Spirituality of the 12-Step Model

Spirituality of the 12-Step Model | https://transcendrecoverycommunity.com

Take a look at the twelve steps of the recovery model of Alcoholic Anonymous (AA) and you’ll immediately see the word, “God.”  Many of those who have been drinking or using drugs for a while and who are beginning to attend AA have objections to the spirituality found in the 12-step model. Some might have very strong objections that might even keep them from engaging in the program.

AA old-timers would say that they also had the same objections and that even though they did not believe in a higher being at the start, they treated the 12 steps as a daily practice rather than a religion. According to Steve Castleman, founder of AddictScience.com, part of the spirituality of AA is learning how to treat others as you want to be treated, living honestly, making amends when you inevitably fail, and helping others. Learning this new set of behaviors is a result of practicing the 12-steps. And, learning these ways of living help to heal resentment and anger, which are often at the root of an addiction.

Yet, the spirituality of the 12-step model also helps to build a defense against the disease of addiction. And one doesn’t have to believe in a God necessarily, or even any particular kind of God to participate in and receive the benefits of the 12-step model. Surfers might see the ocean as their higher power, writers might see nature as their higher power, and teens might use love as their higher power. Whichever form of God you choose, or not, it won’t keep you from experiencing a life change as long as you continue to practice the 12 steps on a daily basis. They are:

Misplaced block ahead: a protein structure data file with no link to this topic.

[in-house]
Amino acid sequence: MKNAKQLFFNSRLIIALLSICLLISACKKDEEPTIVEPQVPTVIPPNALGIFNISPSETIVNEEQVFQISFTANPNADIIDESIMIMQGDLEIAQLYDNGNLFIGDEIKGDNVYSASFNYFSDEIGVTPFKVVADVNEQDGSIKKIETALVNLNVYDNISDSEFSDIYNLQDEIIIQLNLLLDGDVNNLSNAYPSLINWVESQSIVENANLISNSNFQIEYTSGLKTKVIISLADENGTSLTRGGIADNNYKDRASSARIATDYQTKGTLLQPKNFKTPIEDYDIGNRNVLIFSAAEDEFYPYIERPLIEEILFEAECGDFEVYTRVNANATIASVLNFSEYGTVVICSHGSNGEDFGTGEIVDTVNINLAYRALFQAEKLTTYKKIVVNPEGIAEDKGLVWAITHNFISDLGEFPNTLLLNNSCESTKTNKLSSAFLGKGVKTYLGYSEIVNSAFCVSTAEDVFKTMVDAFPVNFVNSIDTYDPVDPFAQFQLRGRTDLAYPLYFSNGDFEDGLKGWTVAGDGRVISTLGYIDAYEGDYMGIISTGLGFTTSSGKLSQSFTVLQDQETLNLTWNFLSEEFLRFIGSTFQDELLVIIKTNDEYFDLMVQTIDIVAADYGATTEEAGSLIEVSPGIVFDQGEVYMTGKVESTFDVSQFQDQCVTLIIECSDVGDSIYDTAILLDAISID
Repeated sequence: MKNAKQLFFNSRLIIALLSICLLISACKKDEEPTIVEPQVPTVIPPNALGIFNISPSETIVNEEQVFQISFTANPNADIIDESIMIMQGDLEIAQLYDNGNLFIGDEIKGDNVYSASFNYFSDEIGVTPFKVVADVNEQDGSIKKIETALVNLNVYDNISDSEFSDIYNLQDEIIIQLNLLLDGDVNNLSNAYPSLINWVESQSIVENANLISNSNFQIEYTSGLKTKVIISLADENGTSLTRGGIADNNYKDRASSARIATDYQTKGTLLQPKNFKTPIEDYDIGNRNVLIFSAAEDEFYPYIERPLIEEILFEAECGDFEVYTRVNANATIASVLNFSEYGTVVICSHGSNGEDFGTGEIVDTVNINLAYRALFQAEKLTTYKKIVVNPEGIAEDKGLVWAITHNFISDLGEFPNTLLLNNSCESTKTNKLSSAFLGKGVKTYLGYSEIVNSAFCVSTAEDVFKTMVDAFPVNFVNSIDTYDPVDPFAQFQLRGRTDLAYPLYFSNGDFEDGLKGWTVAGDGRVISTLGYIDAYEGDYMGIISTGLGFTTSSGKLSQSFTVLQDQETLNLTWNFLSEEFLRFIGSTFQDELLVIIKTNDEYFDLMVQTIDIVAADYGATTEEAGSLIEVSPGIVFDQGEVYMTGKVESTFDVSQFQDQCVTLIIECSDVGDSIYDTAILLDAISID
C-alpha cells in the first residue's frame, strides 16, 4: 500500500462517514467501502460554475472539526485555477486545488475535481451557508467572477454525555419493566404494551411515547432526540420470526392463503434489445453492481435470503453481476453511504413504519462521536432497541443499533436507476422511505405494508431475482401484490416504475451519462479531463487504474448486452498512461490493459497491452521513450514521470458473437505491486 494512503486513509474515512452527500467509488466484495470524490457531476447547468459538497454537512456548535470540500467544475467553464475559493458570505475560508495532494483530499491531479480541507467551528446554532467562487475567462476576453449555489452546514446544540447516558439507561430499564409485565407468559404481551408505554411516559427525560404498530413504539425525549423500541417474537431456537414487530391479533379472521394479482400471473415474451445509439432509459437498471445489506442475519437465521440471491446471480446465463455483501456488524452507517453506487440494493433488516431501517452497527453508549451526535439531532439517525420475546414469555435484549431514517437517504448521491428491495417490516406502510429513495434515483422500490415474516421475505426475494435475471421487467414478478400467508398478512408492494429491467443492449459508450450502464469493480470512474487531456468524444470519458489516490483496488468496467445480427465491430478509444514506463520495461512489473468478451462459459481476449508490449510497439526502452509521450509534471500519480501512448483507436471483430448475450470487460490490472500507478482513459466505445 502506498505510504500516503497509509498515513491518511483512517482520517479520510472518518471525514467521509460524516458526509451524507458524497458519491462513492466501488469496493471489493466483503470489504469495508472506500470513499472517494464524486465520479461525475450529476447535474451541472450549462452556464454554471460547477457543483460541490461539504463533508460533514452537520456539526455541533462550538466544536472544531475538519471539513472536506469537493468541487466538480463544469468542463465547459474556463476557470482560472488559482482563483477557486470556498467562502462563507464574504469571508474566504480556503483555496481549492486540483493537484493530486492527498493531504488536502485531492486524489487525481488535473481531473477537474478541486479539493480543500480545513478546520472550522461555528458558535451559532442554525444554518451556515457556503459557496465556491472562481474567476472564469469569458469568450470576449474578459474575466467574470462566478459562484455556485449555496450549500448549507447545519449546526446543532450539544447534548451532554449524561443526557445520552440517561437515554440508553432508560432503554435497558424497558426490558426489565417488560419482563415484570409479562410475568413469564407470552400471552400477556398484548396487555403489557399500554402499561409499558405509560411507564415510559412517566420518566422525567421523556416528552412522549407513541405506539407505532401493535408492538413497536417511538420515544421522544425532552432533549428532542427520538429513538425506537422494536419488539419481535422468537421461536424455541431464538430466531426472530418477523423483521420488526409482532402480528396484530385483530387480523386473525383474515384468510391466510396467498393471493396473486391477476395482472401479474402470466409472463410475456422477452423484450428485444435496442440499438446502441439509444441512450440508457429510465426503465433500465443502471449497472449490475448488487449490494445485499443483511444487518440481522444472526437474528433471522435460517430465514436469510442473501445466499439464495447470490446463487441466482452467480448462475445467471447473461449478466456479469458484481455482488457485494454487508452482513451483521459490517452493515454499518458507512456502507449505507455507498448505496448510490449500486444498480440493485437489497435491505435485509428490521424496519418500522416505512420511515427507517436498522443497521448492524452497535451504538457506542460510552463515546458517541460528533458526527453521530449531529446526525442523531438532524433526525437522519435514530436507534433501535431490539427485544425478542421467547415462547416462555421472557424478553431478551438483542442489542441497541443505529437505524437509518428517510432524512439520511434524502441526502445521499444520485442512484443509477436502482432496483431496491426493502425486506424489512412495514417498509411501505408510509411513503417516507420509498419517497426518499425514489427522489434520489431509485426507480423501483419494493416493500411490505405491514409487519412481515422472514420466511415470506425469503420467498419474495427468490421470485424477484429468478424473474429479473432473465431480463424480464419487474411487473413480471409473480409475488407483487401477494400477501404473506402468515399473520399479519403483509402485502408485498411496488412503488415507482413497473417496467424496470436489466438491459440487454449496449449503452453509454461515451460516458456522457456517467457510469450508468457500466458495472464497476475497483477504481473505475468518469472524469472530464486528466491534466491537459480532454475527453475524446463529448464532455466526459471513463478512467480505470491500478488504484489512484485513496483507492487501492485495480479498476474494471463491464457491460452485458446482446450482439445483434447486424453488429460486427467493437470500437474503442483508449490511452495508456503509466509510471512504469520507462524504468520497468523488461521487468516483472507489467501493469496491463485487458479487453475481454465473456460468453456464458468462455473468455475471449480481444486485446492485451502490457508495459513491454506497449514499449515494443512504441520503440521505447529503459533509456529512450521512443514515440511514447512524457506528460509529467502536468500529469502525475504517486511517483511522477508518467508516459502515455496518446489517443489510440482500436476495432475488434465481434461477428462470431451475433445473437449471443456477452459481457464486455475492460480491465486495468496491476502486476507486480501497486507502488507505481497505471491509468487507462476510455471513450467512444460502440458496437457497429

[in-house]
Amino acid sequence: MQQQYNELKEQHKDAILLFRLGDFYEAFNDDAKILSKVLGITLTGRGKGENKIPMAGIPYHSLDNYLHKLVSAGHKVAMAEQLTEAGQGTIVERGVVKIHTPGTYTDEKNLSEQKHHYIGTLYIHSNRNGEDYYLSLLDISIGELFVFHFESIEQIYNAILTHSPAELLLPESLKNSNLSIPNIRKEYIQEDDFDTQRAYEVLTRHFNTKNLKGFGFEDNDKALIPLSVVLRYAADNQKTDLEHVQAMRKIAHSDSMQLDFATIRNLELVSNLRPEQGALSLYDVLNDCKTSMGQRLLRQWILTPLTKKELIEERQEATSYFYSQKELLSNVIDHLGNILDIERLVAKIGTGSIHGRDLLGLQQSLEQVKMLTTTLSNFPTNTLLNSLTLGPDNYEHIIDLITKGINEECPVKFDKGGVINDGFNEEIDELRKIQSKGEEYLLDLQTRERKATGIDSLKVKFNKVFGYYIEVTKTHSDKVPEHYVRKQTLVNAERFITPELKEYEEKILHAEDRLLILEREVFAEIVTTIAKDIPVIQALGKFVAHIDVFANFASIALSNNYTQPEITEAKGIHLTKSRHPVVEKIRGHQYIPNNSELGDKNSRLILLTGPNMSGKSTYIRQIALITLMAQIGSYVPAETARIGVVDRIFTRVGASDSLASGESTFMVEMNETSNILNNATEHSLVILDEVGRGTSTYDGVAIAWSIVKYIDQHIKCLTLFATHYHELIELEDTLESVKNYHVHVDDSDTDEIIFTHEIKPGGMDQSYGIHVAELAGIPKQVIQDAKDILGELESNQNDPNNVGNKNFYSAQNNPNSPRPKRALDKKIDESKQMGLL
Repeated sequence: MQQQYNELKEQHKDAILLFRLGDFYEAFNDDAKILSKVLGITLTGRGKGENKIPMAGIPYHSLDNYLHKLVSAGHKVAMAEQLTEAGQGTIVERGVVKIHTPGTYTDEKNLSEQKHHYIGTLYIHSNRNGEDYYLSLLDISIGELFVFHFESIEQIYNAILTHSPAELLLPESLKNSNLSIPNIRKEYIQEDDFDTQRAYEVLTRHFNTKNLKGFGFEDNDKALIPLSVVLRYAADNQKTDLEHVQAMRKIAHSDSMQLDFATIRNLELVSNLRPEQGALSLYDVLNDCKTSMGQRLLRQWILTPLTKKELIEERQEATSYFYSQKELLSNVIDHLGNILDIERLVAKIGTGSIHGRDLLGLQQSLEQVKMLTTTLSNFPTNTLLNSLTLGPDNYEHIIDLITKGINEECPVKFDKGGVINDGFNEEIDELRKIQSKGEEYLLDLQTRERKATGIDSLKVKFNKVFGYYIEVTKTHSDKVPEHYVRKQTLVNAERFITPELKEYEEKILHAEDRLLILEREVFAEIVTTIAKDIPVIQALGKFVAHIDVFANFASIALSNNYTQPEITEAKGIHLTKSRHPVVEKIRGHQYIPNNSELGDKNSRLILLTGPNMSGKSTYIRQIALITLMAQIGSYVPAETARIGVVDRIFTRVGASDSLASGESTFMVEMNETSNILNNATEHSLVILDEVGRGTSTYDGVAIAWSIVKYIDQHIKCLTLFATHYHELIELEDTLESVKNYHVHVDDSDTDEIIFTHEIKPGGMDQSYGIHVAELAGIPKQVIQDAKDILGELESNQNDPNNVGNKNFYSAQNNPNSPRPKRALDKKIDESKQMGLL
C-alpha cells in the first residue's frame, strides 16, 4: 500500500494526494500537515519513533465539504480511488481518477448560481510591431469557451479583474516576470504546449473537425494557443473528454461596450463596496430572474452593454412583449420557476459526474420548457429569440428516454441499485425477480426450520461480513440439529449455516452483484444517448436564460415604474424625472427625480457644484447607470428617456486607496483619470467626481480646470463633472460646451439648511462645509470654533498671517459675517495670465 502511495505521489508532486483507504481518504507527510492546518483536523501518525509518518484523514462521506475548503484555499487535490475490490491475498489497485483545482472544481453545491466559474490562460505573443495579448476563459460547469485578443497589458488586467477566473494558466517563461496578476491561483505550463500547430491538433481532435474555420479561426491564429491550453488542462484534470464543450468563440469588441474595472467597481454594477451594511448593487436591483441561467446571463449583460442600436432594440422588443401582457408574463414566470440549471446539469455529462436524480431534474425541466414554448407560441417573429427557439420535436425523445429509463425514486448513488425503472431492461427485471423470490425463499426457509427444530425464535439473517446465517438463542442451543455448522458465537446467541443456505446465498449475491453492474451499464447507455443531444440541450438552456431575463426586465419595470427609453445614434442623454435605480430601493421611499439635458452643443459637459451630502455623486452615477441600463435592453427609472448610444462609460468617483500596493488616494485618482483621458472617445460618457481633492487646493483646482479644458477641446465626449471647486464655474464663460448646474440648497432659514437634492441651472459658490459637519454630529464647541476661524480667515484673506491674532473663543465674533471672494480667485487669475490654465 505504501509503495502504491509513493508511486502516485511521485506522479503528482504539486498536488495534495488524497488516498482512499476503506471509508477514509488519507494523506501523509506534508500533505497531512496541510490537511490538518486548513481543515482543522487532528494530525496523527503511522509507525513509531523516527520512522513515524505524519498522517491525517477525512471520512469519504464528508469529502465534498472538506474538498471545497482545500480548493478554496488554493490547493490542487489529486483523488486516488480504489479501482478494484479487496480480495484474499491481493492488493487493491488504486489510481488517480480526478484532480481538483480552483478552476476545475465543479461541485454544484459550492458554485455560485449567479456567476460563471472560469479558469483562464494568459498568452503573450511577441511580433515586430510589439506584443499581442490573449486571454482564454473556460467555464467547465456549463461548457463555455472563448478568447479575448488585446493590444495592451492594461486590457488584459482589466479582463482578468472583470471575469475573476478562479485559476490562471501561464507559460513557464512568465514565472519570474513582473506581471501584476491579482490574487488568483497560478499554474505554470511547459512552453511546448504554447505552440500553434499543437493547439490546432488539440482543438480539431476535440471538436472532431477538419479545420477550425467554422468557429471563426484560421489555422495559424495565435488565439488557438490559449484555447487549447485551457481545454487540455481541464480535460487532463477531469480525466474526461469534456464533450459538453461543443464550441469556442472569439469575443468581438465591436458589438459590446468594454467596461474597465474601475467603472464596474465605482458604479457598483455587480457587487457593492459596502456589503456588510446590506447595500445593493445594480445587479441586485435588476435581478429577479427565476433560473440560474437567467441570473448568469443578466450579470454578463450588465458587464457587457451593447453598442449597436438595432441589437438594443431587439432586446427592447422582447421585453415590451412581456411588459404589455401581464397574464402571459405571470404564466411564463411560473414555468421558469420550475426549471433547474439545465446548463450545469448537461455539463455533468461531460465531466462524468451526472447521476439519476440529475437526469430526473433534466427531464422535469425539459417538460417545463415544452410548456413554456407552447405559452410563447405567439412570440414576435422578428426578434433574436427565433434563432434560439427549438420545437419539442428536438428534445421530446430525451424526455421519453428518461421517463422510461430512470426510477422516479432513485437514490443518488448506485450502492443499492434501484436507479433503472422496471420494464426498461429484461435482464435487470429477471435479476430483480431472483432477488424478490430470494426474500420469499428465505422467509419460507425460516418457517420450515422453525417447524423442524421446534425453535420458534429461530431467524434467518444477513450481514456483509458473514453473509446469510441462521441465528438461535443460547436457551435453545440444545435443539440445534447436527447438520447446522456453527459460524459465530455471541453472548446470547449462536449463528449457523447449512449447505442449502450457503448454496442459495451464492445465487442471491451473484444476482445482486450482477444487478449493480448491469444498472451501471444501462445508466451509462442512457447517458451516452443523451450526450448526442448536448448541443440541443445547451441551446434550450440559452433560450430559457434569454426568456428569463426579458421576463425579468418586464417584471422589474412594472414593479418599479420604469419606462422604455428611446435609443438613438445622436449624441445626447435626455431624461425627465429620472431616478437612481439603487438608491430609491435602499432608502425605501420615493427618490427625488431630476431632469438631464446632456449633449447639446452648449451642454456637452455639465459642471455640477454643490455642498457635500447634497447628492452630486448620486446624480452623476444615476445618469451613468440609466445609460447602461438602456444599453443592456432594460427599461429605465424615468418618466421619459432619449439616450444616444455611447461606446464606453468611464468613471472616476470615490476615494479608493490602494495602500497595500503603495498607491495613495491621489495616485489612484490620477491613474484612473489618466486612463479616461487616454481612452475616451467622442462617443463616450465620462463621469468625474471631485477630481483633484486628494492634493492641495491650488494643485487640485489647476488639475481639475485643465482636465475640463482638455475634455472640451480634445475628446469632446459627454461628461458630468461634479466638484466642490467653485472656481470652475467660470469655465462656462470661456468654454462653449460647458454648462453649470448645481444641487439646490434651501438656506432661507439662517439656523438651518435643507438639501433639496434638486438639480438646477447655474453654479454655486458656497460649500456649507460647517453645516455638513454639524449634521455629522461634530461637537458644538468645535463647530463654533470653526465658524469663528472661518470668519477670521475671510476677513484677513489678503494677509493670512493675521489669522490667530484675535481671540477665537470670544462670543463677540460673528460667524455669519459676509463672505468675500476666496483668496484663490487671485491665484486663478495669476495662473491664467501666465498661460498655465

• Step 1: We admitted we were powerless over our addiction – that our lives had become unmanageable.
  • Step 2: Came to believe that a Power greater than ourselves could restore us to sanity.
  • Step 3: Made a decision to turn our will and our lives over to the care of God, as we understood God.
  • Step 4: Made a searching and fearless moral inventory of ourselves.
  • Step 5: Admitted to God, to ourselves and to another human being the exact nature of our wrongs.
  • Step 6: Were entirely ready to have God remove all these defects of character.
  • Step 7: Humbly asked God to remove our shortcomings. (Step 7 Audio and Video)
  • Step 8: Made a list of all persons we had harmed, and became willing to make amends to them all.
  • Step 9: Made direct amends to such people wherever possible, except when to do so would injure them or others. (Step 9 Audio and Video)
  • Step 10: Continued to take personal inventory and when we were wrong promptly admitted it.
  • Step 11: Sought through prayer and meditation to improve our conscious contact with God as we understood God, praying only for knowledge of God’s will for us and the power to carry that out.
  • Step 12: Having had a spiritual awakening as the result of these steps, we tried to carry this message to other addicts, and to practice these principles in all our affairs.

Castleman points out that once you are practicing these twelve steps daily, you’ll eventually notice a change in how you feel about a higher power. Eventually, you might come to appreciate the spiritual benefits you’re experiencing.  Although many people have objections and discomfort to relating to a higher power, it won’t keep you from getting sober.

 

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